(Vicki James) I think of cherries as the jewels of summer. They are as deeply colorful as rubies, and like fine gems, they are rare, only with us a short time each year. Sadly, cherry season will soon be coming to an end. Make the most of this glorious fruit in the waning days of summer. Make clafoutis!
I love to eat cherries unembellished and plain. In fact, while I was pregnant with my daughter, I once ate two pounds at one sitting. I couldn’t control myself! They were just so good! It’s probably the reason my daughter is so brilliant and beautiful ( not that I’m prejudiced). Fortunately, cherries are not only very good, but are also very good for you, and loaded with helpful nutrients. They are high in folate, which is excellent for fetal development. So if you are preggers, chow down! While I find it almost impossible to get enough of plain old cherries, occasionally it’s nice to use them in a recipe. My husband has no interest in uncooked cherries, but he gobbled this yummy dessert right down.
Clafoutis is a recipe that originated near Limoges, France. It’s fast and easy and I’m sure you will love it.
1 pound cherries (pitted)
1/3 cup sugar plus another ¼ cup, divided
2 large eggs
2 tablespoons all purpose flour
1 ½ teaspoon vanilla extract
1/3 cup evaporated milk
A sprinkle of sliced almonds
Confectioners sugar for dusting
Tip: if you don’t have evaporated milk in the cupboard, you needn’t make a run to the store. Cream, half and half, and sour cream work just as well. In fact, the second time I made it, I was well into the recipe when I realized I was out of half and half as well as evaporated milk. I substituted low fat sour cream and it turned out even better.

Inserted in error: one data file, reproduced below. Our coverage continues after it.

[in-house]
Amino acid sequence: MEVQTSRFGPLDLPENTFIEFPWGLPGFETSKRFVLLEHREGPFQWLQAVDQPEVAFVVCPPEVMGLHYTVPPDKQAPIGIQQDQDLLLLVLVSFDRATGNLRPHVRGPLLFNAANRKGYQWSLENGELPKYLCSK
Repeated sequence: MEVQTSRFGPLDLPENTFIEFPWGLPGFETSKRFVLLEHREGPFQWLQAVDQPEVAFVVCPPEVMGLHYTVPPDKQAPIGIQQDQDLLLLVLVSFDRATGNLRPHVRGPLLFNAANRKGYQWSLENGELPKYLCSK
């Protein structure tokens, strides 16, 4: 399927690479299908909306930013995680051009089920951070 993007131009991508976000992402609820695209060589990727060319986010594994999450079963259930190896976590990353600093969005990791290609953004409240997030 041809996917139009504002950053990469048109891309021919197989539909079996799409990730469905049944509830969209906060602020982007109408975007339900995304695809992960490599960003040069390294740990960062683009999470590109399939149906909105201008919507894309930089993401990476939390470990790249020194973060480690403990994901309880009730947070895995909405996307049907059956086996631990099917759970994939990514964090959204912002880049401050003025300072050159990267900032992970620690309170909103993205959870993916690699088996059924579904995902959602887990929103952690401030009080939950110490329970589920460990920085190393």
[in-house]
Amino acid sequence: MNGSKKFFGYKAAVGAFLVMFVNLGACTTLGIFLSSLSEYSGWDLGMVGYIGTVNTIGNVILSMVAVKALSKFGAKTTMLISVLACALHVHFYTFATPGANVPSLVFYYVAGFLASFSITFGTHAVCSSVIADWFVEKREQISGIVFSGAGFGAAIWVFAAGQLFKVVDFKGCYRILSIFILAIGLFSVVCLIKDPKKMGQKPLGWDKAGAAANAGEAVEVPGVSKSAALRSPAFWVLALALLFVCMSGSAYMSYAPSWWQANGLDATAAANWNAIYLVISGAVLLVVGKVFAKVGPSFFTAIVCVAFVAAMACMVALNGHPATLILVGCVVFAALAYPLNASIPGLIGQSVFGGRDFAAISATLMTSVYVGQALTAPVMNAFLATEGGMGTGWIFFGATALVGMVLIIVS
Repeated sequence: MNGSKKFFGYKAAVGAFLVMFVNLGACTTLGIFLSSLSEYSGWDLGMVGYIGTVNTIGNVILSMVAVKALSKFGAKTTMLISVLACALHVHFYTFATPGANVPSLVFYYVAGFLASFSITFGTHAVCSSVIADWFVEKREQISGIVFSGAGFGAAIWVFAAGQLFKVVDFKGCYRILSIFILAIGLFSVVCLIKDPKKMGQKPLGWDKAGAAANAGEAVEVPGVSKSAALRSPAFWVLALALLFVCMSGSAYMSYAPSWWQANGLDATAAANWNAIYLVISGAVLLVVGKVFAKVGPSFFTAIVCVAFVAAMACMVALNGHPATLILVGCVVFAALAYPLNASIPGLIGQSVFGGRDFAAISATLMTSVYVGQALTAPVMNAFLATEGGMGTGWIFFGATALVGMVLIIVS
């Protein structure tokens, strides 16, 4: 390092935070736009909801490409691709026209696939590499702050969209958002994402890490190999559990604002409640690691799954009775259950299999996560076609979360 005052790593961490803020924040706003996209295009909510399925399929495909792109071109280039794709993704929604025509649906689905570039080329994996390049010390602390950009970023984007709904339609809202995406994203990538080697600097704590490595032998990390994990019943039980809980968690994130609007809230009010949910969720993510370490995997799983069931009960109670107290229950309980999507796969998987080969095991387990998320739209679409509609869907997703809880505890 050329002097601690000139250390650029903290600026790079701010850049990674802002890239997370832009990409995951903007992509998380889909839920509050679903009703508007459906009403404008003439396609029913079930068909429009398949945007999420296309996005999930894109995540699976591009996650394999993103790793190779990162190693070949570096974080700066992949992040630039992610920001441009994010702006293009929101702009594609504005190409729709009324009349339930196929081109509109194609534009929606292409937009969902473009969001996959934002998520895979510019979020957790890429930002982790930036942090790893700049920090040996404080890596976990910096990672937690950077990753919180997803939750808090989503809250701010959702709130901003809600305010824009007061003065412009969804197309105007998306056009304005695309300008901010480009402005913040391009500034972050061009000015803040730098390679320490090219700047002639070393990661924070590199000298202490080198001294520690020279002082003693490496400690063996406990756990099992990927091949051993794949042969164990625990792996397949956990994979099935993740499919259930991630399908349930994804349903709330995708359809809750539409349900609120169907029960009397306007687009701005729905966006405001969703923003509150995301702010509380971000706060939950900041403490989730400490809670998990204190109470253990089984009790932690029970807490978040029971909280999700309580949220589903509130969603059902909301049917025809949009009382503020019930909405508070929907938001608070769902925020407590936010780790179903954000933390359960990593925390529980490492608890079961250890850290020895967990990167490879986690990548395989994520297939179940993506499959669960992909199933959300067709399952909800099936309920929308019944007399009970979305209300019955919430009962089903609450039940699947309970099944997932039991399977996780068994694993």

Place rack in the upper third of the oven and preheat to 375 degrees. Coat a 9 inch glass quiche dish or other small, shallow baking dish with cooking spray. Combine cherries, 1/3 cup sugar in the dish. Bake until cherries are tender and juicy, about 20 minutes.
Meanwhile, beat the eggs, flour, vanilla and ¼ cup sugar in mixing bowl until smooth. Whisk in evaporated milk, or whatever else you decide to use instead. As I said, I personally like it better made with low fat sour cream.
Remove the cherries from the oven and drain the juices into a small bowl. You can try holding back the fruit with a metal spatula, or you can use a largish sieve over a bowl, as I did.
Reserve the juices. Arrange the cooked cherries in a single layer in the dish. Pour the egg mixture over the cherries. Scatter sliced almonds over the top. In fact, scatter LOTS of sliced almonds over the top.
Bake until puffed and set, 12 to 15 minutes. Dust with confectioners sugar and serve immediately, with the reserved cherry juice spooned over the top.
Now let’s talk about pitting cherries. Regardless of your chosen pitting method, it’s a pain in the butt. I have owned two fancy little cherry pitting gadgets in my time, and both of them broke at crucial moments. I no longer trust them. I have, on occasion, simply cut the cherries in half and removed the pit with my knife. The method I prefer involves a wine bottle and a chopstick. Place each cherry on top of the wine bottle, and jab the large end of a wooden chopstick through the cherry. Check to make absolutely sure the pit is no longer in the cherry. If it is, it is easily removed as most of the work has been done. When you finish, it will look as though Sweeney Todd has been barbering in your kitchen. Oh, the humanity! But when it’s all said and done, no living things, except cherries, have been harmed in the making of this recipe. Your hands will be temporarily stained crimson and like Lady Macbeth, you will be saying ,”oh damned spot, out I say.” Don’t worry, by the time you sit down to your delicious dessert, your skin will look normal again. And aren’t we supposed to be washing our hands frequently these days anyway?